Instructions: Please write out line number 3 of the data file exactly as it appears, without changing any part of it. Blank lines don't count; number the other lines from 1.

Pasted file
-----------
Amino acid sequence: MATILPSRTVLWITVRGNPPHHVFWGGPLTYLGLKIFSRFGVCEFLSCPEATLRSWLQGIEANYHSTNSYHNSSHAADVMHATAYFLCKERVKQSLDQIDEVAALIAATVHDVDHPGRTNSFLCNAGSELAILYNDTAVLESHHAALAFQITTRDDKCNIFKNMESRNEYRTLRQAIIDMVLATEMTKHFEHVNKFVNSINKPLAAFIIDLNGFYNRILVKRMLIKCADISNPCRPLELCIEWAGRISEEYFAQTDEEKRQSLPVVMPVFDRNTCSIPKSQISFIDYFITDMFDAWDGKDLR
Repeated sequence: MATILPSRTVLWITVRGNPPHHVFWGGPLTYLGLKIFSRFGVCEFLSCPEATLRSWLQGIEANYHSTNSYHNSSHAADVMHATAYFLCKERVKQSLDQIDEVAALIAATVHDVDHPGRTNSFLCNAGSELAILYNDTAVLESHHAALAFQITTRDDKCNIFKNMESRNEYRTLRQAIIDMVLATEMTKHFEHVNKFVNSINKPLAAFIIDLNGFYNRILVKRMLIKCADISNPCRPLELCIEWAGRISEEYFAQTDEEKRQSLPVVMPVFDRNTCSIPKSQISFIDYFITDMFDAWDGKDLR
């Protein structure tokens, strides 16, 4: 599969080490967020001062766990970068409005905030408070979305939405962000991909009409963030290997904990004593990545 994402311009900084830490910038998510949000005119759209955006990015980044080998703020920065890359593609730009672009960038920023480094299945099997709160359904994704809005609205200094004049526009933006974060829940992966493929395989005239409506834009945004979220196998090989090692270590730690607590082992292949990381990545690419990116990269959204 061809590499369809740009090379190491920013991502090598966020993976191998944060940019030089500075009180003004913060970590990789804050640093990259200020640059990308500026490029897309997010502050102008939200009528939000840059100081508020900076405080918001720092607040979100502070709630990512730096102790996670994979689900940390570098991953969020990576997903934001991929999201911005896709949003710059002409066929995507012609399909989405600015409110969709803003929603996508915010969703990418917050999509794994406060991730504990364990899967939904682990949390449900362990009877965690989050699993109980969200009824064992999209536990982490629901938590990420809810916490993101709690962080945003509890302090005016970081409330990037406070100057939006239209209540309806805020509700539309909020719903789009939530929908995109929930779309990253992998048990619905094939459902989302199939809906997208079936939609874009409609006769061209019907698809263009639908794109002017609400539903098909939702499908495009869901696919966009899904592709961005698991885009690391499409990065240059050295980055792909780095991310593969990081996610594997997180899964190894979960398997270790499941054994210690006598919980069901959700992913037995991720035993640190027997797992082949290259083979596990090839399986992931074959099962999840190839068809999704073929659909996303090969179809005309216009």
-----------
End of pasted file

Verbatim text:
């Protein structure tokens, strides 16, 4: 599969080490967020001062766990970068409005905030408070979305939405962000991909009409963030290997904990004593990545 994402311009900084830490910038998510949000005119759209955006990015980044080998703020920065890359593609730009672009960038920023480094299945099997709160359904994704809005609205200094004049526009933006974060829940992966493929395989005239409506834009945004979220196998090989090692270590730690607590082992292949990381990545690419990116990269959204 061809590499369809740009090379190491920013991502090598966020993976191998944060940019030089500075009180003004913060970590990789804050640093990259200020640059990308500026490029897309997010502050102008939200009528939000840059100081508020900076405080918001720092607040979100502070709630990512730096102790996670994979689900940390570098991953969020990576997903934001991929999201911005896709949003710059002409066929995507012609399909989405600015409110969709803003929603996508915010969703990418917050999509794994406060991730504990364990899967939904682990949390449900362990009877965690989050699993109980969200009824064992999209536990982490629901938590990420809810916490993101709690962080945003509890302090005016970081409330990037406070100057939006239209209540309806805020509700539309909020719903789009939530929908995109929930779309990253992998048990619905094939459902989302199939809906997208079936939609874009409609006769061209019907698809263009639908794109002017609400539903098909939702499908495009869901696919966009899904592709961005698991885009690391499409990065240059050295980055792909780095991310593969990081996610594997997180899964190894979960398997270790499941054994210690006598919980069901959700992913037995991720035993640190027997797992082949290259083979596990090839399986992931074959099962999840190839068809999704073929659909996303090969179809005309216009």